Education Intelligent Design theism

Do tax-supported school systems kill belief in God?

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Interesting case:

Stone cites the seminal work of Raphael Franck and Laurence Iannaccone on this point, who meticulously tracked religious behavior over time in their own work. According to Franck and Iannaccone, “higher educational attainment did not predict lower religiosity: More and less educated people are similarly religious.” Nor did they “find that industrialized, urban life reduces religiosity: A more urban and industrialized population was associated with greater religiosity.” The link between intellectual progression/modernization and secularization is non-existent. …

It turns out that religiosity is usually determined very early in life. All the data suggest that, by and large, kids brought up in religious households stay religious and kids who aren’t, don’t. Consequently, childhood religiosity has been, and remains, the most important indicator of America’s religious trajectory. The story of religious decline in America is not the story of adults consciously rejecting the faith of their forefathers: It’s the story of each generation receiving a more secular upbringing than the generation preceding it. What accounts for this secularization of childhood over time? Taxpayer dollars.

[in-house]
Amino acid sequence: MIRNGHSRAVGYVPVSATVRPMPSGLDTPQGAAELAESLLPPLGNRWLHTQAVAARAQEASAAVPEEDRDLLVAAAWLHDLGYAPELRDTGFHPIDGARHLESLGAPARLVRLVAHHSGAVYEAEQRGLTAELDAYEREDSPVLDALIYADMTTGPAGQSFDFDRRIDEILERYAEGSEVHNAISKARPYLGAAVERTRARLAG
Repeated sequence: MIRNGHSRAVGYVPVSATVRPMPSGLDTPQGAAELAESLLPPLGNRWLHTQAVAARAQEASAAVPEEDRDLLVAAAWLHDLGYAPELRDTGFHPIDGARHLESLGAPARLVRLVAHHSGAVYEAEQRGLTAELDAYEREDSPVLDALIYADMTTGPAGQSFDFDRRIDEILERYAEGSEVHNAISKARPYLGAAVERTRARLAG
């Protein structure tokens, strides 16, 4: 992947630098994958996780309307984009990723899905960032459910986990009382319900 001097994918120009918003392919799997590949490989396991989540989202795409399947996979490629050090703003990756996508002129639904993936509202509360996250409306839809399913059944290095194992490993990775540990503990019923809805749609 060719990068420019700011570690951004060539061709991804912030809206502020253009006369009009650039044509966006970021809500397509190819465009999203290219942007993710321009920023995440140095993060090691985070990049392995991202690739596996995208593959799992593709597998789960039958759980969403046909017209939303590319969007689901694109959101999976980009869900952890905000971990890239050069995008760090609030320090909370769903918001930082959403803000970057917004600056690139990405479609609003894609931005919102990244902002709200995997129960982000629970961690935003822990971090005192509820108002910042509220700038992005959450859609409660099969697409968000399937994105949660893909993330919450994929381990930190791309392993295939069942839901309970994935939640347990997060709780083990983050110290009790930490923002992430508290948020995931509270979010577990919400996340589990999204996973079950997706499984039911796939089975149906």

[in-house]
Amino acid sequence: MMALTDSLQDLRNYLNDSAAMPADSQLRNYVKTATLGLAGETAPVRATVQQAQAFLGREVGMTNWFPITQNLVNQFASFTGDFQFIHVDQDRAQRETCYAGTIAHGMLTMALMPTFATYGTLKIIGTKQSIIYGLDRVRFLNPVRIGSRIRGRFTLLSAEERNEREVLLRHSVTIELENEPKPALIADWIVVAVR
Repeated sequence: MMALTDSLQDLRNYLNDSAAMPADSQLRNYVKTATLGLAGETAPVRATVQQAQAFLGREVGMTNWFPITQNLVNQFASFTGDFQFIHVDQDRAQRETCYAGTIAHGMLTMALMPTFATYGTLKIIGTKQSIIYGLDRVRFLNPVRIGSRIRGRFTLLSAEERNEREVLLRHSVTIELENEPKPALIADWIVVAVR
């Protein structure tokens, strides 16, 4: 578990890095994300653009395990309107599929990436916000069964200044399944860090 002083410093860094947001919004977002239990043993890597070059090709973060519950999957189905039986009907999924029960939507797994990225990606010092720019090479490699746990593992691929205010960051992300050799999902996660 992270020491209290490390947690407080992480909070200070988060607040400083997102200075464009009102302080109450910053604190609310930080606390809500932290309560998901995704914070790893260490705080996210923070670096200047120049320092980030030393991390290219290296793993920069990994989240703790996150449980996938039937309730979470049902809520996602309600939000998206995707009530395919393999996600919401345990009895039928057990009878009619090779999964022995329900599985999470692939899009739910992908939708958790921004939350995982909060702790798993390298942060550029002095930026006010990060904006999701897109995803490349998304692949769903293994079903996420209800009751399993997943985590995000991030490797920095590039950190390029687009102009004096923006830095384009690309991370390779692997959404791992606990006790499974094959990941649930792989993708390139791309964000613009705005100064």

Cameron Hilditch, “Why American Children Stopped Believing in God” at National Review

One persons’s (News) childhood recollection of Christmas in the mid-1950s: In a very cold prairie farmhouse in Canada at a clan gathering, a bunch of little girls were huddled under blankets near the stove* and engaged in a fierce debate: Are angels boys or girls?

One uncle, considered an authority, said that angels were definitely boys. But that didn’t seem right, considering that angels wore dresses and crowns and such… We fell asleep before settling the debate. But people who have ever been in such a debate are probably more likely to be religious later in life.

  • The boys who were those girls’ cousins had to sleep in a colder part of the house, to steel their mettle.

12 Replies to “Do tax-supported school systems kill belief in God?

  1. 1
    polistra says: